Syria will take very important decisions soon, an adviser to President Bashar al-Assad said on Thursday after a week of anti-government protests in the southern city of Deraa.
"The demands of the people of Deraa are under study and concern. They are justified," Bouthaina Shaaban said. "The coming period will witness important decisions on all levels," she told reporters.
The statement came after the main hospital in the southern Syrian city of Deraa has received the bodies of at least 37 protesters who were killed in a confrontation with security forces, a hospital official said on Thursday.
Security forces opened fire on hundreds of youths at the northern entrance to Deraa on Wednesday afternoon, according to witnesses, in a dramatic escalation of nearly a week of protests in which at least 44 civilians have been killed since Friday.
Around 20,000 people marched on Thursday in the funerals for nine of those killed, chanting freedom slogans and denying official accounts that infiltrators and "armed gangs" are behind the killings and violence in Deraa.
"Traitors do not kill their own people ... God, Syria, Freedom. The blood of martyrs is not spilt in waste!" they chanted in Deraa's southern cemetery.
As Syrian soldiers armed with AK-47s roamed the streets of the southern city, residents emptied shops of staples and basic goods and said they feared the government of President Bashar al-Assad was intent on crushing the revolt by force.
Assad, a close ally of Iran, key player in neighbouring Lebanon and supporter of militant groups opposed to Israel, has dismissed rising demands for reform in Syria, a country of 20 million people run by the Baath Party since a 1963 coup.
A government statement said "outside parties" were spreading lies about the situation in Deraa, which is near the Jordanian border. It blamed "armed gangs" for the violence.
Some people recalled the 1982 massacre in Hama, when Assad's father, Hafez al-Assad, sent troops to the conservative religious city to crush the armed wing of the Muslim Brotherhood. Human rights groups say at least 20,000 died.
"If the rest of Syria does not erupt on Friday, we will be facing annihilation," said one resident, referring to Friday prayers, the only time citizens are allowed to gather en masse without government permission.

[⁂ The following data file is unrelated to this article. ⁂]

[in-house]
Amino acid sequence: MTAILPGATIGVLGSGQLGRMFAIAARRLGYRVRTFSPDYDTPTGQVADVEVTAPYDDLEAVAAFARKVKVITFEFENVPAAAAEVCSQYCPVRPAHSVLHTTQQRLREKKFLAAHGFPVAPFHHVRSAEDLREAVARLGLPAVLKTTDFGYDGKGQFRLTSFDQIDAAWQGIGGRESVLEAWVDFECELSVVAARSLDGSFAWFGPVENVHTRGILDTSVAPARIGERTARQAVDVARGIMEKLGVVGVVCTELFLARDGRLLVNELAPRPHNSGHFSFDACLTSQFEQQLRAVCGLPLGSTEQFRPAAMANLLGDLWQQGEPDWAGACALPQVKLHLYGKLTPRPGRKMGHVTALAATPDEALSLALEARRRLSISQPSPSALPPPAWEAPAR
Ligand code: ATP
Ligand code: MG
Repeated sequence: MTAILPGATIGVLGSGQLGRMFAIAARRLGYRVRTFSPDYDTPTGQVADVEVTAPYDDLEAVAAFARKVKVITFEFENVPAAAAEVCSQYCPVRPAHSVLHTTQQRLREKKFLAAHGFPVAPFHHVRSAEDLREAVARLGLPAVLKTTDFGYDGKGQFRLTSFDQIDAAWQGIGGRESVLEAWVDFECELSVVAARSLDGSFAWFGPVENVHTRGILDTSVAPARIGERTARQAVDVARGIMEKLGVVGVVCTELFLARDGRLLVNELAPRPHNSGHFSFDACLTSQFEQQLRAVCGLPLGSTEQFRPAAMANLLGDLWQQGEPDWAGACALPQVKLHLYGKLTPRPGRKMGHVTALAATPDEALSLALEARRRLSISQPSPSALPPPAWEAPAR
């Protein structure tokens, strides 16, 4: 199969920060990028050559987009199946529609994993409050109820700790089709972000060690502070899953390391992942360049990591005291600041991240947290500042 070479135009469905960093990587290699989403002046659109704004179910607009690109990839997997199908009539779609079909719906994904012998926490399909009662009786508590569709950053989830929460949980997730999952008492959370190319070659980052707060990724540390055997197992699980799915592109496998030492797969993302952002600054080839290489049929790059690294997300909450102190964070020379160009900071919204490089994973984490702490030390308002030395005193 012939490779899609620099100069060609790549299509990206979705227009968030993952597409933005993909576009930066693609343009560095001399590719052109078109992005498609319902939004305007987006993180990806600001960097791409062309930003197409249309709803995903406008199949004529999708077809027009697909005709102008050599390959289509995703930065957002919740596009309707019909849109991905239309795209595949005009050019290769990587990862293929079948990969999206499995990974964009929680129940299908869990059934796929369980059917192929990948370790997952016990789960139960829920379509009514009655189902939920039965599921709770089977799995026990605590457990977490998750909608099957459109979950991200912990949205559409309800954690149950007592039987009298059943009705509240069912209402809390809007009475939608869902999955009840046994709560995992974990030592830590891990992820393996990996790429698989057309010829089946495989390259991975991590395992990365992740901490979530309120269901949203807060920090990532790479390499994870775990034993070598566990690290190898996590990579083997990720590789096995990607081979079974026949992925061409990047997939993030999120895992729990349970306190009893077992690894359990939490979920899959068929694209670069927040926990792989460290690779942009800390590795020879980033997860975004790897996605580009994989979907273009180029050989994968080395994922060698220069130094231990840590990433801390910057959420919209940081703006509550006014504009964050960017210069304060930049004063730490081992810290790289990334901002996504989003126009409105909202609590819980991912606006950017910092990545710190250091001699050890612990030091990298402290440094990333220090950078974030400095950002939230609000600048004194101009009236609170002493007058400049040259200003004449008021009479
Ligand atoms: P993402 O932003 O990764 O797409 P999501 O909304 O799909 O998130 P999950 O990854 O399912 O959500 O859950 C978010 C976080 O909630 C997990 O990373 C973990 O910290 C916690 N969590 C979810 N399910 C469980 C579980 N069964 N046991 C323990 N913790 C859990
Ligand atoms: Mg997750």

The environment today is very different from that of 1982, when Syria was supported by the Soviet Union and its minority Alawite rulers were firming up their control of the country against religious and secular opponents without serious criticism from the international community.
Assad, who is facing mounting criticism by the West for the bloodshed in Deraa, "is not against any Syrian citizen", Syrian Vice President Farouk al-Shara was quoted as saying this week.
The protesters in Deraa, a mainly Sunni city, have shouted slogans against the government's alliance with Shi'ite Iran, breaking a taboo on criticising Syrian foreign policy.
But their slogans have also emphasised the unity of Syria, a country of myriad sects and ethnicities where Islamists have been allowed by the government to exercise more social influence on society in the last few years.
Deraa is tribal, with emphasis on big families and significant income from expatriates around the world. The people are conservative, but old leftist and Nasserite influences linger. The Baath Party, which has a secular ideology, and the army, have recruited many cadres from Deraa.
The army has so far taken a secondary role -- mostly manning checkpoints -- in confronting demonstrations. Secret police and special police units wearing all black have been more visible in Deraa since the protests erupted last Friday.
Witnesses said hundreds of soldiers patrolled Deraa's main streets as heavy rain fell, with scores manning intersections to prevent public gatherings. Travellers on a main highway near Deraa said they saw convoys of trucks carrying up to 2,000 soldiers heading to Deraa on Wednesday night.